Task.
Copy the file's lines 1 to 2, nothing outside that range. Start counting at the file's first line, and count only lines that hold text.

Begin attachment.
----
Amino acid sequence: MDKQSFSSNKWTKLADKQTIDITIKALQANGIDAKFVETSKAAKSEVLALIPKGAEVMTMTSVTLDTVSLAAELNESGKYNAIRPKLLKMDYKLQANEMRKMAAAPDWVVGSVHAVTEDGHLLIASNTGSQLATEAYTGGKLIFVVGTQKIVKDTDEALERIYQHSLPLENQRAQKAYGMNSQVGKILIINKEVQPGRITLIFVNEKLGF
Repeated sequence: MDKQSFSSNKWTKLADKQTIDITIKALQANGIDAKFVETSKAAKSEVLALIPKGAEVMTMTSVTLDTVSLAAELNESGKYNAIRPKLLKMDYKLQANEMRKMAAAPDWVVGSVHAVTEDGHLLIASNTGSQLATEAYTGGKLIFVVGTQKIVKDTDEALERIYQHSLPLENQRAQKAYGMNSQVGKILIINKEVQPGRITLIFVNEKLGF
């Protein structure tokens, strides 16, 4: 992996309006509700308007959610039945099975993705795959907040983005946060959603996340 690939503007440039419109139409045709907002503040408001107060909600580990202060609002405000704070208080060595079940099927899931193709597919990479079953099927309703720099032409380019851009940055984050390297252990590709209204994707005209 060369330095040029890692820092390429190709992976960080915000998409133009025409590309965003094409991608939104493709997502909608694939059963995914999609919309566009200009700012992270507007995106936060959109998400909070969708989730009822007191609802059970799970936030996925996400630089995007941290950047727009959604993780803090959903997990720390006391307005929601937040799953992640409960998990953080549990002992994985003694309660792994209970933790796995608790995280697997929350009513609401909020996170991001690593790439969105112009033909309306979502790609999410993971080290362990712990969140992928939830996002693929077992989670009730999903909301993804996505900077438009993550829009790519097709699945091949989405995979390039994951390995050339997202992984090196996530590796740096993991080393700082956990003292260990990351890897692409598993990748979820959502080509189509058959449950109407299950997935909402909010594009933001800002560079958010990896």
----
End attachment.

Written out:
Amino acid sequence: MDKQSFSSNKWTKLADKQTIDITIKALQANGIDAKFVETSKAAKSEVLALIPKGAEVMTMTSVTLDTVSLAAELNESGKYNAIRPKLLKMDYKLQANEMRKMAAAPDWVVGSVHAVTEDGHLLIASNTGSQLATEAYTGGKLIFVVGTQKIVKDTDEALERIYQHSLPLENQRAQKAYGMNSQVGKILIINKEVQPGRITLIFVNEKLGF
Repeated sequence: MDKQSFSSNKWTKLADKQTIDITIKALQANGIDAKFVETSKAAKSEVLALIPKGAEVMTMTSVTLDTVSLAAELNESGKYNAIRPKLLKMDYKLQANEMRKMAAAPDWVVGSVHAVTEDGHLLIASNTGSQLATEAYTGGKLIFVVGTQKIVKDTDEALERIYQHSLPLENQRAQKAYGMNSQVGKILIINKEVQPGRITLIFVNEKLGF